Commit d8187fc4 authored by Giuseppe Castagna's avatar Giuseppe Castagna
Browse files

typos

parent 2bac800c
......@@ -14,11 +14,11 @@ In our prototype we have implemented for the inference of arrow type the followi
\Gamma\vdash\lambda x:s.e:\textstyle\bigwedge_{(s',t') \in T}s'\to t'
}
\end{array}\]
The difference w.r.t.\ \Rule{AbsInf++} is that the typing of the body
instead of the simpler \Rule{AbsInf+}. The difference w.r.t.\ \Rule{AbsInf+} is that the typing of the body
is made under the hypthesis $x:s\setminus\bigvee_{s'\in\psi(x)}s'$,
that is, the domain of the function minus all the input types
determined by the $\psi$-analysis. This yields an even better refinement
of the function type that make a difference for instance with Code 3
in Table~\ref{tab:implem}. The rule above is for a single arrow type:
the extension for multiple arrows is similar to the one for the
simpler case. \beppe{is it the right code Kim?}
of the function type that makes a difference for instance with the inference for the function \code{xor\_} (Code 3
in Table~\ref{tab:implem}): the old rule would have returned a less precise type. The rule above is defined for functions annotated by a single arrow type:
the extension to annotations with intersections of multiple arrows is similar to the one we did in the
simpler setting of Section~\ref{sec:refining}.
......@@ -10,33 +10,34 @@ defined predicates.
State what we capture already, for instance lists since we have product and recursive types.
}
Occurrence typing was introduced by \citet{THF08} and further advanced
in \cite{THF10} in the context of the Typed Racket language. This
latter work in particular is close to ours, with some key differences.
The work of \cite{THF10} defines $\lambda_{TR}$, a core calculus for
typed racket. In this language types are annotated by logical
propositions that records the type of the input depending on the
\citet{THF10} define $\lambda_{\textit{TR}}$, a core calculus for
Typed Racket. In this language types are annotated by logical
propositions that record the type of the input depending on the
(Boolean) value of the output. For instance, the type of the
{\tt number?} function states that when the output is {\tt true}, then
the argument has type {\tt Number}, and when the output is false, the
argument does not. Such information is used selectively
in the ``then'' and ``else'' branches of a test. One area where this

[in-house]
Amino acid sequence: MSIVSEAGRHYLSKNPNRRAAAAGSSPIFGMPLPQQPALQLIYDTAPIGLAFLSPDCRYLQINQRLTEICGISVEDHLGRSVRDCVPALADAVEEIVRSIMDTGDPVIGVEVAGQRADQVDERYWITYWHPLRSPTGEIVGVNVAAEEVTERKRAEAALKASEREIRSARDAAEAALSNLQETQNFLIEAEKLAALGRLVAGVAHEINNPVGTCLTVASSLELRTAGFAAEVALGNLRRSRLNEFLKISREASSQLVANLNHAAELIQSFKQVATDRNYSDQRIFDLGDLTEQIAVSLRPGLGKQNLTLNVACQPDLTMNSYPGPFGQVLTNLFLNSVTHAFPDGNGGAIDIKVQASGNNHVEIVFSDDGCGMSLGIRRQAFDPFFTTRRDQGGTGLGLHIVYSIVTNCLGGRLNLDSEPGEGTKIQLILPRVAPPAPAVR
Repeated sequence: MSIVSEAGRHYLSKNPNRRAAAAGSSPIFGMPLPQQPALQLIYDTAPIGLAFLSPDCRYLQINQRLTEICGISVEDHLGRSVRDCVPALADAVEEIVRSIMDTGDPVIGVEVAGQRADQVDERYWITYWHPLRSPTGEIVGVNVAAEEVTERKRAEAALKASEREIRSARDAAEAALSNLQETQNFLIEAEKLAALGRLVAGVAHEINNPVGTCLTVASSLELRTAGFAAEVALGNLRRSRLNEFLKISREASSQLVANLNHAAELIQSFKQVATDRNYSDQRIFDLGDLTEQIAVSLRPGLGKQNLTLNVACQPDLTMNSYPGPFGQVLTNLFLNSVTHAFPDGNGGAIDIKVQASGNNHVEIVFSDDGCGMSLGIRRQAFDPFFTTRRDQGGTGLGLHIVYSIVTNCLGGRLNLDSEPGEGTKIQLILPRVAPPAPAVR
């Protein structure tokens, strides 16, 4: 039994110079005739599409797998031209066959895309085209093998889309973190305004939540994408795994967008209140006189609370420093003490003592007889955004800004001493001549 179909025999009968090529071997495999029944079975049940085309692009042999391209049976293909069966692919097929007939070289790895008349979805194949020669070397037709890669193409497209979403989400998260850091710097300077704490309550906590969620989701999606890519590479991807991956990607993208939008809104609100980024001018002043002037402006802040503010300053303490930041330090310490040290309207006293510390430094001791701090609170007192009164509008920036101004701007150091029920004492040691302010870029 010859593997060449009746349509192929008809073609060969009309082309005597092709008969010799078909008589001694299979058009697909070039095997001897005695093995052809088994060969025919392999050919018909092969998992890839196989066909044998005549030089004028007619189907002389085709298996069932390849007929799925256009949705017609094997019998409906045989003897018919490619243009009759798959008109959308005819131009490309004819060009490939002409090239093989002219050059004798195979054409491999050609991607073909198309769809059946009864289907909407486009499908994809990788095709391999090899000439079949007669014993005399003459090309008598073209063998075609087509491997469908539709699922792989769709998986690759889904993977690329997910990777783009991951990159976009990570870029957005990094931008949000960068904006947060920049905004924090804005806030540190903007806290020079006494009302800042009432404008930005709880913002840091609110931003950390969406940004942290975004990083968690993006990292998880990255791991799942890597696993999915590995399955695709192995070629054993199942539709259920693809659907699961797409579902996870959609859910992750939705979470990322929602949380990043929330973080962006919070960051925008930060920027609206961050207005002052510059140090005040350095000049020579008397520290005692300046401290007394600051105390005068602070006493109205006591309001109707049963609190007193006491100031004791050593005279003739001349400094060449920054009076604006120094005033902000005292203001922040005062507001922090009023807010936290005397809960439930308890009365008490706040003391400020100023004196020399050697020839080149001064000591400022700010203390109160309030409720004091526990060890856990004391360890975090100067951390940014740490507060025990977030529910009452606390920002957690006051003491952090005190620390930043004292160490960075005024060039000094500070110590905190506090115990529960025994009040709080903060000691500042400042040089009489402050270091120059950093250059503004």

in the ``then'' and ``else'' branches of a test. One area where their
work goes further than ours is that the type informations also flows
outside of the tests to the surrounding context. In contrast, our type
system only refine the type of variables strictly in the branches of a
test. However using semantic-subtyping as a foundation we believe our
approach has several merrits over theirs. First, in our case, type
system only refines the type of variables strictly in the branches of a
test. However, using semantic-subtyping as a foundation we believe our
approach has several merits over theirs. First, in our case, type
predicates are not built-in. A user may define any type predicate she
wishes by using an overloaded function, as we have shown in
Section~\ref{sec:practical}. Second, in our setting, {\em types\/} play
the role of formulæ. Using set-theoretic types, we can express the
complex types of variables without resorting to a meta-logic. This
allows us to type all but one of their key examples (with the notable
exception of their Example~8 which uses the propgation of type
allows us to type all but one of their key examples (the notable
exception is their Example~8 which uses the propgation of type
information outside of the branches of a test). Also, while they
extend their core calculus with pairs, they only provide a simple {\tt
cons?} predicate that allows them to test whether some value is a
pair. It is therefore unclear whether their systems allows one to
write predicates over list types ({\em .e.g\/} test whether the input
write predicates over list types (e.g., test whether the input
is a list of integers), which we can easily do thanks to our support
for recursive types.
\ No newline at end of file
for recursive types.
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